Similar to the end of feudalism hundreds of years ago, is capitalism to be replaced by a new type of social infrastructure and an emergence of a new kind of human being? Many believe that the much-needed shift has already started, as the message that capitalism is not working becomes louder and clearer. The system of monopolies, industrial giants, banks and governments has been so focused on privatization and commercialism that it has resulted in scarcity and inequality, lacking the vision of true freedom and abundance for all.
The shift into a new post-capitalism era is not likely to happen on a mass scale, but in a modular manner as different people, in different places, and at different speeds transform society, as in the example of Open Source Ecology, an organization that is helping to usher in a new type of collaborative global ‘maker’ culture.
Some would argue that the pre-era of post-capitalistic society already exists in some places, that it is already sculpting what will come next, while also diminishing the struggles of the “have-nots” and the artifice of the “haves”. Take Denmark for example. It is rated as one of the top 3 happiest countries in the world. When one starts to compare it to other countries, it appears that maybe they actually have society figured out. Here are some quick comparisons of Denmark to the United States (the US) and other countries in the Organisation for Economic Co-operation and Development (OECD), as compiled by We Are Anonymous:
- Denmark’s per capita income is $6000 higher than in the US.
- Denmark has the second lowest poverty rate out of the 34 countries in the OECD.
- Denmark ranks seventh among OECD countries in terms of employment rate. And their unemployment benefits are admirable: if you’ve worked at least 52 weeks over a three-year period, you are entitled to 90% pay of your original salary for up to two years.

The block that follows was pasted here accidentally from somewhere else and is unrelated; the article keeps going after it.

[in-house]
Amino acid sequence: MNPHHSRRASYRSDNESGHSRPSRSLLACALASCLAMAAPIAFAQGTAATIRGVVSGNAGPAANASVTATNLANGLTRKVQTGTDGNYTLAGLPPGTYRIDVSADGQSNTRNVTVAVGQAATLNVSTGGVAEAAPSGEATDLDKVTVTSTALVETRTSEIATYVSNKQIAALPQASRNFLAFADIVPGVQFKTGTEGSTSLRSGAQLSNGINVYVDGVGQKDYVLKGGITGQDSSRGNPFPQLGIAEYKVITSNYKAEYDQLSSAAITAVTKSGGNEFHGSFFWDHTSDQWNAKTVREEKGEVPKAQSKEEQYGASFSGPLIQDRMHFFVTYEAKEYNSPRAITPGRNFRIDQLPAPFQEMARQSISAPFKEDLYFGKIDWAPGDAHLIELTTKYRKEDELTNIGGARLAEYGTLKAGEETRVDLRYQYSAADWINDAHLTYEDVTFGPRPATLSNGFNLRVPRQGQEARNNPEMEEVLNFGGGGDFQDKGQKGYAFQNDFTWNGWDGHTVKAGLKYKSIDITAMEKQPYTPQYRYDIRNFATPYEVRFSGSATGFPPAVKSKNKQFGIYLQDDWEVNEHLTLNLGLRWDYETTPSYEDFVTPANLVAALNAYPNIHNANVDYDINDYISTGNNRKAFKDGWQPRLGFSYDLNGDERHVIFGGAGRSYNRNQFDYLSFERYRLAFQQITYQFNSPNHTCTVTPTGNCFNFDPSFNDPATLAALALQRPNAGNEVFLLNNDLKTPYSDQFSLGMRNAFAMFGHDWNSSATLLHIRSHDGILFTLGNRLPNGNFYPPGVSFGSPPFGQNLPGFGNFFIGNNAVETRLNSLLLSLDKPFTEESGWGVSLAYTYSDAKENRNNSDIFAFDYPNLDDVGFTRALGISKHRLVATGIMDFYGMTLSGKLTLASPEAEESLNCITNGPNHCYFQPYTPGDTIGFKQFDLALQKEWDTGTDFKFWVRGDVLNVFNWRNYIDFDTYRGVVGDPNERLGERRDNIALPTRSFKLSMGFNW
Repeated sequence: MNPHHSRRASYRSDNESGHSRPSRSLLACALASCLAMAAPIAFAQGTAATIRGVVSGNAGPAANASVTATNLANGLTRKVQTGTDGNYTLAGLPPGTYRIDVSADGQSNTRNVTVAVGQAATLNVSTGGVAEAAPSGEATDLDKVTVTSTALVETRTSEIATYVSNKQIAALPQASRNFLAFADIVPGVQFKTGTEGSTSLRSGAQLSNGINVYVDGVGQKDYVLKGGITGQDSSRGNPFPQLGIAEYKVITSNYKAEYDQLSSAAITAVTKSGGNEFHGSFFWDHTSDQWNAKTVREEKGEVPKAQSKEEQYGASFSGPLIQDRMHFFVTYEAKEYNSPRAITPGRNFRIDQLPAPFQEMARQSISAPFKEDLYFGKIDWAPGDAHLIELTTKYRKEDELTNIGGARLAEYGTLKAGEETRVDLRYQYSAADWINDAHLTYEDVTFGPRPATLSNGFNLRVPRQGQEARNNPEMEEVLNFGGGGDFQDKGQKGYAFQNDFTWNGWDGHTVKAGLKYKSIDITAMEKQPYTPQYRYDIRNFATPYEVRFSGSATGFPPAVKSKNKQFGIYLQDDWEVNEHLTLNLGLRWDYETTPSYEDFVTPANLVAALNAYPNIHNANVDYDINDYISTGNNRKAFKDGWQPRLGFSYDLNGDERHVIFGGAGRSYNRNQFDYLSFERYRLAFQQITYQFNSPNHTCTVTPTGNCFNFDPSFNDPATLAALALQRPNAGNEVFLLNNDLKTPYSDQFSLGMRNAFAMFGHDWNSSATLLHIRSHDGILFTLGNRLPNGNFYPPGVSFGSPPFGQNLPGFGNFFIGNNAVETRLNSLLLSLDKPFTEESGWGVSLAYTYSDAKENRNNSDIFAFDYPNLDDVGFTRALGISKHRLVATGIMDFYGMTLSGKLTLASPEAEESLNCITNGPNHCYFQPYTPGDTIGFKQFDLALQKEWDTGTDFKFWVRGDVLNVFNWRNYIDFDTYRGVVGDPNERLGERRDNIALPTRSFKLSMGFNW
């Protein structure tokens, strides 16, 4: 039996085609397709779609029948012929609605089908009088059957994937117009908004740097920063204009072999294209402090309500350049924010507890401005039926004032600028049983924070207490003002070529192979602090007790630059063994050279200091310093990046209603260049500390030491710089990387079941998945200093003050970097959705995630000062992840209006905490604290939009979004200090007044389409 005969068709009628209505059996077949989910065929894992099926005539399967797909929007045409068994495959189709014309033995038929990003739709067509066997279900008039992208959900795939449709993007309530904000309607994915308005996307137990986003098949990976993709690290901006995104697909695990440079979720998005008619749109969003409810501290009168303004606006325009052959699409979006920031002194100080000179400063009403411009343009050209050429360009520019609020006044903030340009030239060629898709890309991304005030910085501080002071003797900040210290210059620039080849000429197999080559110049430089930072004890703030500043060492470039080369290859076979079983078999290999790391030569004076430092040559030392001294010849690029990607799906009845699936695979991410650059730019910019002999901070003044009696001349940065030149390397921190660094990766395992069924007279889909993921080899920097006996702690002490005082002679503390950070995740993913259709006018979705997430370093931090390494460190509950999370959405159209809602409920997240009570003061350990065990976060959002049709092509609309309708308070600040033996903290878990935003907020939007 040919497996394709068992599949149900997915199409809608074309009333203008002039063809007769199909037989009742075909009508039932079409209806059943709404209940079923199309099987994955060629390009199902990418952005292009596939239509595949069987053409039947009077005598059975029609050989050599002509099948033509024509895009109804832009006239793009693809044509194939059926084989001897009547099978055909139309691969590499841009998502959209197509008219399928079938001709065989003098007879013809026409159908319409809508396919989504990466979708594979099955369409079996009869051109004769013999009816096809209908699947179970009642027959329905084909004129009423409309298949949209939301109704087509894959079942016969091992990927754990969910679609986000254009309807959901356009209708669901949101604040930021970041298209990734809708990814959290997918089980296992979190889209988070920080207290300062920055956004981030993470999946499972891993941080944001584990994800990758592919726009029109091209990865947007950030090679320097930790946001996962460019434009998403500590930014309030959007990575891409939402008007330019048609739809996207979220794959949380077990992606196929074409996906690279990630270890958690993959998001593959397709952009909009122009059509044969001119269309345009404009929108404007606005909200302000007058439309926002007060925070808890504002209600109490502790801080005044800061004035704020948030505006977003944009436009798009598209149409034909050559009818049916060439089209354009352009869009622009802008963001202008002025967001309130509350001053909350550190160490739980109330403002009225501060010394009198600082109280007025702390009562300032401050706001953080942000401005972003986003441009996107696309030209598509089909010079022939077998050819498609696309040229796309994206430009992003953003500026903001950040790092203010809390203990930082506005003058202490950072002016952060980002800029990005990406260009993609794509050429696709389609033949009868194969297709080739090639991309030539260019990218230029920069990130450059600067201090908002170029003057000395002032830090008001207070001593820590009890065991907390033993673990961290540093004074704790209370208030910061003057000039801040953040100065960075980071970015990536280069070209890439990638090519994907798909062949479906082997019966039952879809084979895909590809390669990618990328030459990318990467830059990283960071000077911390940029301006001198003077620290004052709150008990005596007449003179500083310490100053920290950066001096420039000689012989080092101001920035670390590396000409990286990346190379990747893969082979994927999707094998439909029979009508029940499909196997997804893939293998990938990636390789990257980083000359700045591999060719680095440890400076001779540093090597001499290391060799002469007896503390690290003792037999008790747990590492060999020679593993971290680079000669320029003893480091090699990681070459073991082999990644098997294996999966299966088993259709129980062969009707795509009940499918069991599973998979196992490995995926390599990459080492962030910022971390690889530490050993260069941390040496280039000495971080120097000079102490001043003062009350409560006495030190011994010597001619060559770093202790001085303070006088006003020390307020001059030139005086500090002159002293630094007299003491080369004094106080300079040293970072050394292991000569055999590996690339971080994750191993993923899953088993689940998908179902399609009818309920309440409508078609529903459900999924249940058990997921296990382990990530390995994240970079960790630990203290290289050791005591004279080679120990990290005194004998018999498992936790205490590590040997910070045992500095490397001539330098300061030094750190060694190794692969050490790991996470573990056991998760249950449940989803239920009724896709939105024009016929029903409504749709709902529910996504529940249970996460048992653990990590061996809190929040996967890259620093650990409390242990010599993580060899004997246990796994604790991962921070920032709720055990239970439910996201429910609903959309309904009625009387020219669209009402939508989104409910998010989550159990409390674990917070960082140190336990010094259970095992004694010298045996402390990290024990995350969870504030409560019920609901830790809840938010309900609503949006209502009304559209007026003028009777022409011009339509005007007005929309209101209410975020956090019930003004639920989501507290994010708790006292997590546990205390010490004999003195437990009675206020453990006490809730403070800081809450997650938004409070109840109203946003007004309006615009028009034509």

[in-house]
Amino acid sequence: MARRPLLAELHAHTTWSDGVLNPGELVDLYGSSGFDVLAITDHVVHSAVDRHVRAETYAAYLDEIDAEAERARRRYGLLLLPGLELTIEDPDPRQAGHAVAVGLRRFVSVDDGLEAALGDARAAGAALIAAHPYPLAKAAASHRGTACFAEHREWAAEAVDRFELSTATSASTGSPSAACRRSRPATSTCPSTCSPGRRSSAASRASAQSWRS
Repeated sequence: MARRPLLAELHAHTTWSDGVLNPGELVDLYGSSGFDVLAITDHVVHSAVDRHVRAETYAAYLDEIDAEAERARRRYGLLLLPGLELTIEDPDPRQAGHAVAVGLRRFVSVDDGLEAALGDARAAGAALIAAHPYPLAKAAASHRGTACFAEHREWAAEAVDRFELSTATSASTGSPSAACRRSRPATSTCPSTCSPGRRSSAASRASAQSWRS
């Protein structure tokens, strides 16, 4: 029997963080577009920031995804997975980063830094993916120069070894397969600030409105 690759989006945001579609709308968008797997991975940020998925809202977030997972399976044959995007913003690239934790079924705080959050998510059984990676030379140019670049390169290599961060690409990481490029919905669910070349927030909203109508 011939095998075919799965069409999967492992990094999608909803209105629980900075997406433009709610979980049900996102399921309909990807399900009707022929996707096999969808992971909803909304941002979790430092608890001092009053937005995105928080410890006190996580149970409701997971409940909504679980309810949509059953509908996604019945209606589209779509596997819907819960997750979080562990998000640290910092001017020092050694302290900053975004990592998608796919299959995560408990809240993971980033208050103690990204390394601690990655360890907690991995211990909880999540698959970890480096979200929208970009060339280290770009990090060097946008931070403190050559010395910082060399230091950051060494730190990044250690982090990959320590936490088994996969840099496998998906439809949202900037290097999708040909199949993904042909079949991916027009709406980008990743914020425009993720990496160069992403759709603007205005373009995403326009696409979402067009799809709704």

- The work force enjoys an average work week of 33 hours per week and five weeks of paid vacation each year. To put things in perspective, the US average is 47 hours per week and you’d be lucky if you had more than 16 paid vacation days/holidays.
- Healthcare spending is around $4400 per capita, above the OECD average of $3300, but dwarfed by the excessive $10000 per person in the US.
- Tuition costs don’t exist! College is free and students are given a $900 per month stipend if they live on their own. Tuition costs from in-state public to private college in the US range from $9000 to $31000 per year.
- Denmark was ranked by Forbes as the best country for business in 2014, and was ranked #3 by the World Bank for ease of doing business.
- Parental leave after a birth of a child is an average of 52 weeks paid time off. In the US, an employer is required to give you no paid time off.
- Although taxes are high in Denmark, Danes are still able to save. Total gross national saving is estimated at 24.1% of GDREAD MOREP in 2013 (in the US, it’s about 13%). This may have something to do with lower household consumption, which averages at 49% of GDP versus 69% in the US.
- Denmark uses taxes and social spending aggressively to narrow the income gap between the rich and the rest.